Why Connectivity to Controls Matters
We as humans are wired to sense, think and then act. In prehistoric times, a person would sense a problem (storm clouds on the horizon), think about what to do (get out of the rain) and act (take shelter). They didn’t have the capability to get information from others on what to expect or what to do. With the advent of communication technology like the telegraph and telephone, people could add another step—get information from other people, most likely family, about approaching weather and how to prepare and respond to it. This was more efficient, but not optimized.
Then came television, and with it widely available weather forecasts. Of course, these were only available several times a day and only if you were near a TV. The telegraph, telephone, and television added another layer to the mix of sense, think and act. That layer is advise.
The latest communication innovation, the Internet, greatly enhances our ability to get advice. Now we can get weather information at our fingertips, any time, anywhere, for any place in the world via our smart phones. With GPS technology, weather apps can give us the forecast for our exact location and send us alerts and notifications. We can then communicate with our family via social media about how the weather might affect our plans for the weekend.
In the age of the Industrial Internet, machines are increasingly connected too. So let’s apply the “Sense, Advise, Think, Act” process to the controls managing a wind turbine, for example. Until now, machines like wind turbines could sense, think and act on their own through automation controls. But imagine if the controller running on one wind turbine could check the status of other wind turbines (its family) in the wind farm and make decisions based upon what others are doing or even what they suggest?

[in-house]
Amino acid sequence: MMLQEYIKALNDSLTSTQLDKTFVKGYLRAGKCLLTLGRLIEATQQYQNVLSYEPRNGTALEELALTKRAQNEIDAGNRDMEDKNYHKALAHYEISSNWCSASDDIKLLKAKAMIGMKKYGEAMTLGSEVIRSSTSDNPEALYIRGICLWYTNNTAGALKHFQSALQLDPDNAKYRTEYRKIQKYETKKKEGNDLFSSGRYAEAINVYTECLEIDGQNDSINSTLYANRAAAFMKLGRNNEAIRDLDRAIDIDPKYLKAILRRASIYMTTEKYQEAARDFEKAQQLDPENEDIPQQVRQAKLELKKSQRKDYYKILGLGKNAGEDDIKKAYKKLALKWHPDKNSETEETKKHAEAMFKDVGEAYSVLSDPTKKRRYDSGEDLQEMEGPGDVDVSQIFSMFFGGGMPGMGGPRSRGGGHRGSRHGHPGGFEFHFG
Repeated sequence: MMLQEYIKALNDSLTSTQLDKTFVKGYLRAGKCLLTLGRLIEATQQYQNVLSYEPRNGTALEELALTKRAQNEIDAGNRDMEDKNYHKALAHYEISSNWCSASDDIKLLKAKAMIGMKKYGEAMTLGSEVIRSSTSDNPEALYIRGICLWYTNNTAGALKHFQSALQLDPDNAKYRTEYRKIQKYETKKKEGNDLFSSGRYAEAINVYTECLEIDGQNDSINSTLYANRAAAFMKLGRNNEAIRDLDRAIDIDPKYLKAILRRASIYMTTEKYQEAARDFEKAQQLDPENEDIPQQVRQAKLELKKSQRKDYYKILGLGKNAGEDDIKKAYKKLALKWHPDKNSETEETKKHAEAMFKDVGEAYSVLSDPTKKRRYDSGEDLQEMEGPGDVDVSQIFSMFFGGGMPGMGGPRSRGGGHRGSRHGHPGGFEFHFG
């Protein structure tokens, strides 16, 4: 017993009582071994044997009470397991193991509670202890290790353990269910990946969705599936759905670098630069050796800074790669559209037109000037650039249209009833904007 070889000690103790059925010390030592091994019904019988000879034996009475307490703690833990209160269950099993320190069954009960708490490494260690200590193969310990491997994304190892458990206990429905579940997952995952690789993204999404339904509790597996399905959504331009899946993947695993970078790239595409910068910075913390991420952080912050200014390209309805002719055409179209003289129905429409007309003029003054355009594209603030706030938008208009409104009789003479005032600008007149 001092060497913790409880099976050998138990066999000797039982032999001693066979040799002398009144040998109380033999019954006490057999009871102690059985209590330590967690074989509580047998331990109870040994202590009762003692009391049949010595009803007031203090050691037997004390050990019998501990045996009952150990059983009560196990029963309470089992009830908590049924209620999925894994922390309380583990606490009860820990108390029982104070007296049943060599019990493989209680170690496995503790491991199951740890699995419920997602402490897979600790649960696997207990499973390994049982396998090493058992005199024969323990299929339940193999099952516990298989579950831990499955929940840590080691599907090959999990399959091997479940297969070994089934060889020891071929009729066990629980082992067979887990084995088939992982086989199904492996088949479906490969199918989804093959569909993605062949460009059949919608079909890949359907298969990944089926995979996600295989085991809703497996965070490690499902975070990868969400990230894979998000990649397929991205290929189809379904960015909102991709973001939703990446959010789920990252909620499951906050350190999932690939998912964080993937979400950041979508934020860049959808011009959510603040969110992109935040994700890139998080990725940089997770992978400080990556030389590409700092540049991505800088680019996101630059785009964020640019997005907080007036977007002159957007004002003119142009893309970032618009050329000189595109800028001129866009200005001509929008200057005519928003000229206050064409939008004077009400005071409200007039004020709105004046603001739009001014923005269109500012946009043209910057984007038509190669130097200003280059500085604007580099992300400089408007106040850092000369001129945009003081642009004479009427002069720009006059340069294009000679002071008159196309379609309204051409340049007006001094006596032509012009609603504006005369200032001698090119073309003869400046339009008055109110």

What if that turbine could consider wind speed, weather conditions, and energy demand to make even better decisions? The wind farm operator could also check the status of the turbine from anywhere in the world. And, the wind turbine could tell the operator that it is about to break down in just a few hours so the operator could start planning now to reduce the downtime. Armed with this information, automatically other turbines in the same farm could adjust themselves to pick up the slack while the turbine is repaired. This is just one example of what happens when controls are connected. Machines can now advise each other by collecting and sending data to the cloud for analysis, and then sharing that data with other machines.
In 1995, when Netscape designed their first browser for the Internet, little did we know the power of connectivity and how it would change our lives. That same paradigm is transforming the automation industry as controllers are securely connected to the Industrial internet. We at GE believe in this future and the power of Sense, Advise, Think, and Act and are working tirelessly to make the Industrial Internet real.
What advice does your business need? What do you need your machines to tell their “family”?